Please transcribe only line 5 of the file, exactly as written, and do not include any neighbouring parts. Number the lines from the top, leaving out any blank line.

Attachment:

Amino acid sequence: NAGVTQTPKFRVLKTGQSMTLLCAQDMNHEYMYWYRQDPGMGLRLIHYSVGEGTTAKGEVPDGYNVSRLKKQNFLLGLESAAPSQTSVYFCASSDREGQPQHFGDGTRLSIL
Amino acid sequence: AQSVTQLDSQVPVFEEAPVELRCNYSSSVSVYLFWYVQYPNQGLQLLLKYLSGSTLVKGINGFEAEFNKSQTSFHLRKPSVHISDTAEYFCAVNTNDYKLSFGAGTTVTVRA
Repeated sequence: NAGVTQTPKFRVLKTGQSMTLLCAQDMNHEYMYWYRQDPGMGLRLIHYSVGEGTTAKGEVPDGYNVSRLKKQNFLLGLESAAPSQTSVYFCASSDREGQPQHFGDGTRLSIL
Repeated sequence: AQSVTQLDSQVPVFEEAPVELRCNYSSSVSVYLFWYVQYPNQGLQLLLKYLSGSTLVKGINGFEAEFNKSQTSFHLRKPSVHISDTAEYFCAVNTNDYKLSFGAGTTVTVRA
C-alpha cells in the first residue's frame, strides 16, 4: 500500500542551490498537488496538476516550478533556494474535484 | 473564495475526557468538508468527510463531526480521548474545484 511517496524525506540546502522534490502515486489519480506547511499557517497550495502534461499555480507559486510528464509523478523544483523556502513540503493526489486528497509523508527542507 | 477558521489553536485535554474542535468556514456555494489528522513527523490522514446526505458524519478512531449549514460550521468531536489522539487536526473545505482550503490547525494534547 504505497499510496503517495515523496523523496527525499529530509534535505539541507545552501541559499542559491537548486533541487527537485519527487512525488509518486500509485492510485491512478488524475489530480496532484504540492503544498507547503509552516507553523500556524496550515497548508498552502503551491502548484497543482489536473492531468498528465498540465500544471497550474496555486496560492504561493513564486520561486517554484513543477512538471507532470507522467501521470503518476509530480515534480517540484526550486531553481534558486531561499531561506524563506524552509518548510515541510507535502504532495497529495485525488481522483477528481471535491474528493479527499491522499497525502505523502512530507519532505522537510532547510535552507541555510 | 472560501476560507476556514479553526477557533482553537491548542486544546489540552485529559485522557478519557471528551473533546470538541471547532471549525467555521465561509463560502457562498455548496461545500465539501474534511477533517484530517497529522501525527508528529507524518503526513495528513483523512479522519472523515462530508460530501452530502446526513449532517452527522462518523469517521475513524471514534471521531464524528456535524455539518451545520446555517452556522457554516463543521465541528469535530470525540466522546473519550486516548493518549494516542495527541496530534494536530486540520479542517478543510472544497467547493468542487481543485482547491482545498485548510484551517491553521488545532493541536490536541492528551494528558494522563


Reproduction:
C-alpha cells in the first residue's frame, strides 16, 4: 500500500542551490498537488496538476516550478533556494474535484 | 473564495475526557468538508468527510463531526480521548474545484 511517496524525506540546502522534490502515486489519480506547511499557517497550495502534461499555480507559486510528464509523478523544483523556502513540503493526489486528497509523508527542507 | 477558521489553536485535554474542535468556514456555494489528522513527523490522514446526505458524519478512531449549514460550521468531536489522539487536526473545505482550503490547525494534547 504505497499510496503517495515523496523523496527525499529530509534535505539541507545552501541559499542559491537548486533541487527537485519527487512525488509518486500509485492510485491512478488524475489530480496532484504540492503544498507547503509552516507553523500556524496550515497548508498552502503551491502548484497543482489536473492531468498528465498540465500544471497550474496555486496560492504561493513564486520561486517554484513543477512538471507532470507522467501521470503518476509530480515534480517540484526550486531553481534558486531561499531561506524563506524552509518548510515541510507535502504532495497529495485525488481522483477528481471535491474528493479527499491522499497525502505523502512530507519532505522537510532547510535552507541555510 | 472560501476560507476556514479553526477557533482553537491548542486544546489540552485529559485522557478519557471528551473533546470538541471547532471549525467555521465561509463560502457562498455548496461545500465539501474534511477533517484530517497529522501525527508528529507524518503526513495528513483523512479522519472523515462530508460530501452530502446526513449532517452527522462518523469517521475513524471514534471521531464524528456535524455539518451545520446555517452556522457554516463543521465541528469535530470525540466522546473519550486516548493518549494516542495527541496530534494536530486540520479542517478543510472544497467547493468542487481543485482547491482545498485548510484551517491553521488545532493541536490536541492528551494528558494522563